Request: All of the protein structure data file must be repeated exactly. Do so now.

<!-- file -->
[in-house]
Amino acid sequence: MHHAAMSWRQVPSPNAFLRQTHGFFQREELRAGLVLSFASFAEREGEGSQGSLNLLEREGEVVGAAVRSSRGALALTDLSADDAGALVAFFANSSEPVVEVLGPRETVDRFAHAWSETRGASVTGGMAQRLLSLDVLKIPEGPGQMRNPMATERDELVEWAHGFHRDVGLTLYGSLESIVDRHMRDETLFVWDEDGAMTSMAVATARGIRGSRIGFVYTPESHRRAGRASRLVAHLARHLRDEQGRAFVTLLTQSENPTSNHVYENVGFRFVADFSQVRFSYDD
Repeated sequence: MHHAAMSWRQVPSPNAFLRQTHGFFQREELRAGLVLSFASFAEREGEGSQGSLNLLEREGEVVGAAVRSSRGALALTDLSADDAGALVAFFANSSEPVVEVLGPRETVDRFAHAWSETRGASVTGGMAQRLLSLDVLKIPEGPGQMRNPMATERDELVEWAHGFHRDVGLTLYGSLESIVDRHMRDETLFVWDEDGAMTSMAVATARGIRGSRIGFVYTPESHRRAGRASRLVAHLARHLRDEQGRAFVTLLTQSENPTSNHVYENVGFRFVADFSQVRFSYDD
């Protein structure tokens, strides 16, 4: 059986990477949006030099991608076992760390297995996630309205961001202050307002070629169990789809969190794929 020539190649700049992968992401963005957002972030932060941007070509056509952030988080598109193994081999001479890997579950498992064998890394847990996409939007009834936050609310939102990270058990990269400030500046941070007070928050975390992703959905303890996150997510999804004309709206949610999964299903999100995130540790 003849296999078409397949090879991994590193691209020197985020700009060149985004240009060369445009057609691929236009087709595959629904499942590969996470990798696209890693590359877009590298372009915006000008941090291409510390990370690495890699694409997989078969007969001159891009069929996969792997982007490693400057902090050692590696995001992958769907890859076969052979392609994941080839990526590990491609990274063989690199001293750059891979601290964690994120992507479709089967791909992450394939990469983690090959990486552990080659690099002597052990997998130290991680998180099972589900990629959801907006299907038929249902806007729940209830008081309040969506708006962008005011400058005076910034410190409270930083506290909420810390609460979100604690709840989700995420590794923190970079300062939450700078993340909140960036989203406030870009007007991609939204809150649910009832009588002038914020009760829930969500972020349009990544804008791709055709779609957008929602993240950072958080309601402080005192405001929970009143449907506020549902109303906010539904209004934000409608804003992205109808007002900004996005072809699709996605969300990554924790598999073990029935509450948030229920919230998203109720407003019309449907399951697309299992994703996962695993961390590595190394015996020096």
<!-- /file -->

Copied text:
[in-house]
Amino acid sequence: MHHAAMSWRQVPSPNAFLRQTHGFFQREELRAGLVLSFASFAEREGEGSQGSLNLLEREGEVVGAAVRSSRGALALTDLSADDAGALVAFFANSSEPVVEVLGPRETVDRFAHAWSETRGASVTGGMAQRLLSLDVLKIPEGPGQMRNPMATERDELVEWAHGFHRDVGLTLYGSLESIVDRHMRDETLFVWDEDGAMTSMAVATARGIRGSRIGFVYTPESHRRAGRASRLVAHLARHLRDEQGRAFVTLLTQSENPTSNHVYENVGFRFVADFSQVRFSYDD
Repeated sequence: MHHAAMSWRQVPSPNAFLRQTHGFFQREELRAGLVLSFASFAEREGEGSQGSLNLLEREGEVVGAAVRSSRGALALTDLSADDAGALVAFFANSSEPVVEVLGPRETVDRFAHAWSETRGASVTGGMAQRLLSLDVLKIPEGPGQMRNPMATERDELVEWAHGFHRDVGLTLYGSLESIVDRHMRDETLFVWDEDGAMTSMAVATARGIRGSRIGFVYTPESHRRAGRASRLVAHLARHLRDEQGRAFVTLLTQSENPTSNHVYENVGFRFVADFSQVRFSYDD
């Protein structure tokens, strides 16, 4: 059986990477949006030099991608076992760390297995996630309205961001202050307002070629169990789809969190794929 020539190649700049992968992401963005957002972030932060941007070509056509952030988080598109193994081999001479890997579950498992064998890394847990996409939007009834936050609310939102990270058990990269400030500046941070007070928050975390992703959905303890996150997510999804004309709206949610999964299903999100995130540790 003849296999078409397949090879991994590193691209020197985020700009060149985004240009060369445009057609691929236009087709595959629904499942590969996470990798696209890693590359877009590298372009915006000008941090291409510390990370690495890699694409997989078969007969001159891009069929996969792997982007490693400057902090050692590696995001992958769907890859076969052979392609994941080839990526590990491609990274063989690199001293750059891979601290964690994120992507479709089967791909992450394939990469983690090959990486552990080659690099002597052990997998130290991680998180099972589900990629959801907006299907038929249902806007729940209830008081309040969506708006962008005011400058005076910034410190409270930083506290909420810390609460979100604690709840989700995420590794923190970079300062939450700078993340909140960036989203406030870009007007991609939204809150649910009832009588002038914020009760829930969500972020349009990544804008791709055709779609957008929602993240950072958080309601402080005192405001929970009143449907506020549902109303906010539904209004934000409608804003992205109808007002900004996005072809699709996605969300990554924790598999073990029935509450948030229920919230998203109720407003019309449907399951697309299992994703996962695993961390590595190394015996020096």